The trend is certainly that services are deployed using Docker. We have currently Dockerized applications like our binary repositories, our build server, our Docker registry, ActiveMQ, Hazelcast, integration services, logging services, monitoring, OAuth, search, did I forget any? And there’s certainly more to come. In my ideal world we would be able to pay for infrastructure that we can just throw our Docker images at, which will then take care of running containers. I have good hopes that we’ll enter such a world in the future. Amazon made some sort of promise in this area with Amazon EC2 Container Service, which we’ve used for running Docker containers for about a year. However, our DevOps experts have ruled that it’s more trouble than it’s worth. Instead we’re taking a lot of the management of our containers in our own hands. This document gives an overview of how then, instead, services are created/instantiated in AWS.
The following diagram shows an overview of our approach, for a service of our own as an example. You will recognize the following steps, from left to right:
- The service is developed, often in Java, and using our regular build pipeline (Git, Maven, TeamCity), a JAR or TAR/GZ of the service is delivered into our binary repository.
- The JAR or TAR/GZ of the service is built into a Docker image using our build_docker tool, based on the definitions in the “docker” Git repository. For each Docker image that we support, this repository contains a template Dockerfile and a build manifest that is used by our build_docker tool. The resulting Docker image is delivered into our Docker registry.
- A machine image for AWS (AMI) is built using Packer, based on the definitions in the “packer” Git repository. (See below.)
- An instance of the machine image is created in Amazon Elastic Compute Cloud (Amazon EC2), using our Provisimus tool. (See below.)
Now, the above is just an example (although a typical one). Not all Docker images that are deployed are homegrown (for example, the Docker image for the binary repository, Artifactory, the Packer build directly obtains from its vendor). Also, not all services are necessarily developed in Java: major services that are developed in house certainly are all Java, but there’s also externally-obtained services that are shipped as described above, such as Hazelcast and ActiveMQ. We’re not a polyglot development organization, but we still end up with a mix of services, that are unified in their deployment, by following the above, which we deem highly beneficial.
Packer is an awesome tool from HashiCorp (hard to go wrong with those folks). For each Packer build that we support, the “packer” Git repository contains files that are needed to set up the machine, files that will be available in the resulting machine, and a Packer “template” that stitches it all together. The resulting machine image is stored in AWS as an AMI, which is Amazon’s format to define virtual servers in the cloud.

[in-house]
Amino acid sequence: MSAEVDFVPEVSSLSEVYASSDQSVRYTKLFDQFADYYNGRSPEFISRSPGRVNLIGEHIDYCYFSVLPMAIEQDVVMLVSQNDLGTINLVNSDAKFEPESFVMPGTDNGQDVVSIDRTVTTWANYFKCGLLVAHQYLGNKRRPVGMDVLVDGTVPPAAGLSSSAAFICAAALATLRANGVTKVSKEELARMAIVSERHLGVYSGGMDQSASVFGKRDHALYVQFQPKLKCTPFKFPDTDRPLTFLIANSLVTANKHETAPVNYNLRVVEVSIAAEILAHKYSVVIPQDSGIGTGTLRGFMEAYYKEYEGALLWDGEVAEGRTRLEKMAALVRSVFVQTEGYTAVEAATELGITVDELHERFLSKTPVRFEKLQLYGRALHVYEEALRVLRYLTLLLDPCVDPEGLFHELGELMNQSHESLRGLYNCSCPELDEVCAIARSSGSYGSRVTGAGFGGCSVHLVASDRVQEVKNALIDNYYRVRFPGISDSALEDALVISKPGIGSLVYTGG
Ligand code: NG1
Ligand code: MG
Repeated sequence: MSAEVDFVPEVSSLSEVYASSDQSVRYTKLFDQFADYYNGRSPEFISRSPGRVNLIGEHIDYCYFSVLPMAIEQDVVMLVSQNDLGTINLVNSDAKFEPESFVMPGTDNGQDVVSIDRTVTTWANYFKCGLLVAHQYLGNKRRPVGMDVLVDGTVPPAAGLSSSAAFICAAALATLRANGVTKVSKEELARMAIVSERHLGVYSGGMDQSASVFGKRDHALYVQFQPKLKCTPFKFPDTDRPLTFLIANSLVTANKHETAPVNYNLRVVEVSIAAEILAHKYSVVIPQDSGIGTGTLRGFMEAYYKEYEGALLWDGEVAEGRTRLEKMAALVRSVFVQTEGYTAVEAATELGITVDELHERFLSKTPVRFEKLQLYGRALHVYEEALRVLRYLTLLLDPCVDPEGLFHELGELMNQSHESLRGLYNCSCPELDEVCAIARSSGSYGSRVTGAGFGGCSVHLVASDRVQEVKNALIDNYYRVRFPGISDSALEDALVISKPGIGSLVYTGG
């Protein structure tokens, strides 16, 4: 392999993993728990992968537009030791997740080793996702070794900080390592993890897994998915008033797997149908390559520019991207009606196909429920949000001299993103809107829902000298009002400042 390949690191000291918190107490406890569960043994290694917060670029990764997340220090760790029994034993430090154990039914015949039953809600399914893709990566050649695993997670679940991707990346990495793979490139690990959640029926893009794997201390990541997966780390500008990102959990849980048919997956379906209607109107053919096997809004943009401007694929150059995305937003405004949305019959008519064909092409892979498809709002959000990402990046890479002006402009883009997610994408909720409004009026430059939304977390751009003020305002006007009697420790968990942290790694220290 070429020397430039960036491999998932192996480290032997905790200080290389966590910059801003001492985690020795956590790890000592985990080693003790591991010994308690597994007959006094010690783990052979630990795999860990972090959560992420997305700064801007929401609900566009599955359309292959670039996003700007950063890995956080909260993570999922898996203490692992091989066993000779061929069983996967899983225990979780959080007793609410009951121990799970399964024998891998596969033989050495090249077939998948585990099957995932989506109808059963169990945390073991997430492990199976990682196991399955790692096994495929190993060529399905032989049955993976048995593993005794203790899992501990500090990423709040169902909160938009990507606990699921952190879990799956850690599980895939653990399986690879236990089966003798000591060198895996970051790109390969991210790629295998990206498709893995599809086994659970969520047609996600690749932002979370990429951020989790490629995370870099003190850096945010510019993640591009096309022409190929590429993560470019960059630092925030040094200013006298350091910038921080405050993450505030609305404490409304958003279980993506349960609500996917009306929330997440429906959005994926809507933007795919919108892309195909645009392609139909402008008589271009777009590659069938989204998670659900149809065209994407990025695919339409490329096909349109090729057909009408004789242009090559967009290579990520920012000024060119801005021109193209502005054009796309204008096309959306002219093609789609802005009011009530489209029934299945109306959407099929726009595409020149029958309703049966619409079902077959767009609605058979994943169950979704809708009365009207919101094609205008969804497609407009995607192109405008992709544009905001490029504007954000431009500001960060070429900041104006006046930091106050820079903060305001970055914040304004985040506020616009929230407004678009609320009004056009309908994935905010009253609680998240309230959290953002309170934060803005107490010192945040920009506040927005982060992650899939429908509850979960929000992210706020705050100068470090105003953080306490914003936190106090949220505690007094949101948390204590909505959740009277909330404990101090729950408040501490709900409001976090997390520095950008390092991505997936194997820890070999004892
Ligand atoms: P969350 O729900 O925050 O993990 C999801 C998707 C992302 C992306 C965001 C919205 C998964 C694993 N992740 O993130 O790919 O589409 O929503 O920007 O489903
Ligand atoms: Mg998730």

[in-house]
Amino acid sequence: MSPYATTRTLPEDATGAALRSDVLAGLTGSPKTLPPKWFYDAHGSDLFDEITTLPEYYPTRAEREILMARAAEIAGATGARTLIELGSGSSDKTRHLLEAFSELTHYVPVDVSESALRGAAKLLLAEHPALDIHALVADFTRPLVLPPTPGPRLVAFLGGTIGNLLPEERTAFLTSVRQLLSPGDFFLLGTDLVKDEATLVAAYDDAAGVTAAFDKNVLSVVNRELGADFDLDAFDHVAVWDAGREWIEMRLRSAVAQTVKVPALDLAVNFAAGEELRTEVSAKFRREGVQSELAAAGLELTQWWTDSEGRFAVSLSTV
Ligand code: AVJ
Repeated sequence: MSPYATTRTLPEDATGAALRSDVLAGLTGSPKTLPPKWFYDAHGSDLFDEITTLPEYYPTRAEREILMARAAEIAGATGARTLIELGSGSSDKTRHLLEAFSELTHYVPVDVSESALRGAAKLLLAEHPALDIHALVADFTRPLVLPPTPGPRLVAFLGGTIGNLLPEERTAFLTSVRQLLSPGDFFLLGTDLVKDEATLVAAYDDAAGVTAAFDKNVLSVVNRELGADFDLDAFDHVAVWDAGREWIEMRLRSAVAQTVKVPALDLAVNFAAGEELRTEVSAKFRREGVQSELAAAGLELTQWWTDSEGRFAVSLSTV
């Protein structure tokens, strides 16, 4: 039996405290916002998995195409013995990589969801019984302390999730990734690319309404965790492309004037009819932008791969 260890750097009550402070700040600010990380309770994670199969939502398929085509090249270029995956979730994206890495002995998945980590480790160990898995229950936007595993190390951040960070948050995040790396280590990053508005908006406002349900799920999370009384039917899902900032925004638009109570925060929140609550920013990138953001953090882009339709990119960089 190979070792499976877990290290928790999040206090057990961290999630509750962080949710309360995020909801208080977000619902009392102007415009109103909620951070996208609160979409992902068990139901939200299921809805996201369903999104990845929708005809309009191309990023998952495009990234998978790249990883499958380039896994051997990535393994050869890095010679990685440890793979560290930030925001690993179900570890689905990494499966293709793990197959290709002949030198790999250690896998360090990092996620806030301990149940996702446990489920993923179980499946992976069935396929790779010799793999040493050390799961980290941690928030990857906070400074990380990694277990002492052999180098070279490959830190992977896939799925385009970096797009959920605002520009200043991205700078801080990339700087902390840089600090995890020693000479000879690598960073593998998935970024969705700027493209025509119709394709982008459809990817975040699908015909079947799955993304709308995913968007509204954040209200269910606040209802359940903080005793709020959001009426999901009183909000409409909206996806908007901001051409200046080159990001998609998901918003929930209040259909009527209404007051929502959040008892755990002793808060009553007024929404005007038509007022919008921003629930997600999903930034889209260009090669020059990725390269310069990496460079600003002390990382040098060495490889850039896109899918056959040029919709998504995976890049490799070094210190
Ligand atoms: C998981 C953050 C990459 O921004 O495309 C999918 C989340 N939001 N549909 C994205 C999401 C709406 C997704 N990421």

An AMI may include multiple Docker images that it has to run. But as a rule of thumb there’s always one “main” Docker image (typically the one from which the AMI name is derived); the others are side carts like logging and monitoring.
The machine image is based on a common distribution (typically Ubuntu 16.04 LTS). The Packer build adds whatever other software is needed, such as Docker and Docker Compose. Docker Compose is used to orchestrate the Docker containers that are to run on the instance of the machine image. The multiple Docker containers are specified in /bootstrap/docker-compose.yml. With docker-compose up -d the containers can be created and started on an instance of the machine image. During the Packer build, Docker images are already pulled into the AMI using docker-compose pull. This makes the machine image more complete, more consistent, instances will start up faster, and we don’t need credentials to our Docker registry, except at build time.
The Packer build may add other software or scripts, such as to do health checks, make regular snapshots of storage volumes, add users, etc.
Provisimus is an in-house command-line tool, built in Python. Provisimus has a number of management tasks, but for this discussion we’re mostly interested in its ability to create stacks in AWS. These stacks in AWS include the instance of the machine image, as well as other resources that are needed for the type of stack in question, such as databases, security, storage volumes, network devices and routes, etc. Provisimus generates an AWS CloudFormation template, and submits it for the stack in question to be created as outlined in that template. Creating an instance using Provisimus is typically a manual task, for the moment, although Provisimus knows to create auto-scaling groups (for some stack types, where that makes sense).
When I google “codifying”, I end up in law and legal land. But for us it means making sure that steps are captured in programs and configuration files that are stored in a version control system, and that can be executed repeatedly in a reliable manner. When creating an instance, its environment is defined in Provisimus, the instance itself is codified using Packer, and the application is wrapped in a Docker image, all of which can be found in their respective Git repositories. At the level of instances, little should be happen manually anymore, beyond trying something out and codifying it, and pushing your Git commit, before you head home.
Using Docker, Packer and our in-house CloudFormation tool, we created a reliable, codified pipeline for building and deploying service instances in AWS consistently.